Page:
We are not that generation—politically or fiscally. Since the 1960’s, we’ve essentially bought into the notion that tax cuts paid for by deficits work. But they don’t. Not really. They just give politico’s a poll boost and then hand us a hangover.
Democrats and Republicans are equally guilty of this short-sighted political trick—so let’s not make this a party thing. It’s an econ thing. It’s also a cultural thing.
In the 80’s, Gordon Gecko famously announced that “Greed is good.” Today, we’ve added an extra twist, namely: “Debt is Good.” Of course, there’s an irony intended here…
Neither is good.
So will debt work today?
Trump’s tax cuts face a much bigger reality check than anything Reagan, Carter, Johnson or Tricky Dick faced before him. When Reagan took office in 1980, the US Debt to GDP ratio was 31%. Today it’s 105%.
If this current administration wants to cut taxes and increase debt to cover Federal spending (now 20% of GDP), it will be lighting a debt fuse that can only lead to a market and economic “pop” down the road. Unless, of course, he cuts spending. Will Trump’s tax cut fly politically?
Profile’s in Cowardice
Will that happen? The GOP is split between populists and old timers; and the Democrats, well they rarely agree with either. In short: spending cuts are a matter of politics, and my faith in politicians is far weaker than my respect for market laws, which always punish debt bubbles.
In short, we need what JFK called a “profile in courage”—namely, a politician willing to sacrifice popularity and self-interest (i.e. re-election), for straight-talk, austerity, spending cuts and the kind of fiscal discipline our grandparents understood. Do you know many politicians like that?
So why are we even waiting for the White House to save us? Why so much faith in Trump’s Goldman alumni? Over-paid bankers like Gary Cohn—or Hank Paulson of old—are of the same banking stripe that confuses and prioritizes buy-side market stimulus with economics.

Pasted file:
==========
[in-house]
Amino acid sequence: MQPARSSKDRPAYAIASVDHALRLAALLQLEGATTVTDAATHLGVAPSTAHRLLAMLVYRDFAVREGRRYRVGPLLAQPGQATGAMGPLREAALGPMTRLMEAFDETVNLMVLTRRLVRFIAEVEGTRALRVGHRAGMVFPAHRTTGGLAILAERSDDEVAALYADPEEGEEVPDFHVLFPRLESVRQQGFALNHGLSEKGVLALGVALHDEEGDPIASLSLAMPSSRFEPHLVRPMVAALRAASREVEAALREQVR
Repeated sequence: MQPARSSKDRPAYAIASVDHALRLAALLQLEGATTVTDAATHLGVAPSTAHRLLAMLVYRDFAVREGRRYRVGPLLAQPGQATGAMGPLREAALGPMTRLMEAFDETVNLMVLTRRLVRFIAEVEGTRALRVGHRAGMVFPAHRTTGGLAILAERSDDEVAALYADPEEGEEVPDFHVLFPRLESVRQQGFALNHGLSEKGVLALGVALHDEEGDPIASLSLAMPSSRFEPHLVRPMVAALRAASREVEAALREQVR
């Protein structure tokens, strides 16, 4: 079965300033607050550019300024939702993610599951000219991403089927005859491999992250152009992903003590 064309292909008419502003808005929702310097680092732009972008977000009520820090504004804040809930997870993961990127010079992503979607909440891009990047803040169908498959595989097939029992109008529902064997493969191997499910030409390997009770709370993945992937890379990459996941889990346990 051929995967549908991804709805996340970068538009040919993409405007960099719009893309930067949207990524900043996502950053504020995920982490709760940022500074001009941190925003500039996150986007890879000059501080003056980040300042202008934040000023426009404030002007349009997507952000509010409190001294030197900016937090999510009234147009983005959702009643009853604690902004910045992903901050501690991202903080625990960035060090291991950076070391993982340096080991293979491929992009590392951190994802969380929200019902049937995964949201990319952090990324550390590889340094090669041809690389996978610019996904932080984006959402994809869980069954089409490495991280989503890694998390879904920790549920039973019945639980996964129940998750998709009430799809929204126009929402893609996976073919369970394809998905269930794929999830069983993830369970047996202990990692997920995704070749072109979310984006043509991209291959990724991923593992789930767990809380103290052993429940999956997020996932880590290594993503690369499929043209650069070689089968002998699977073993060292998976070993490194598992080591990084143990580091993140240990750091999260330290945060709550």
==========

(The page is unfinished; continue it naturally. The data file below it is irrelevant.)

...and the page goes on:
They will almost always chose Wall Street priorities over Main Street realities. Bankers who become cabinet members are still bankers, and bankers out of Wall Street are still Wall Street. They want steroids (i.e. more kegs) not fiscal restraint (or juice smoothies). In other words, “Greed and debt is good.”
The problem is we are running out of steroids in the nation’s capital. Our economy is like a college grad: debt soaked. And not just in one area, but across the board, from small businesses, families, governments and banks. The combined national tally is over $60T, which is just shy of 350% of our country’s GDP.
If the Fed keeps raising rates, this debt statistic can morph into a debt crisis.
At that point, the Fed (which is only raising rates now because it wants to have something to lower in a coming recession they damn well know is near) will find itself with its back to a wall of its own making. And sure enough, they’ll have one option left: print more money. In other words, more steroids.
As we know from Lance Armstrong, steroids work really, really well, until they don’t.
The trillion dollar question now is will Trump continue the same ol’ patterns of yesterday or can we find way to cut taxes and costs at the same time? This will require a lot of “profiles in courage” in Washington’s political circus. Do you see much courage there?
One response to “Cutting Through Tax Cuts—A History of Avoiding Pain for Political Gain”
May 25 2017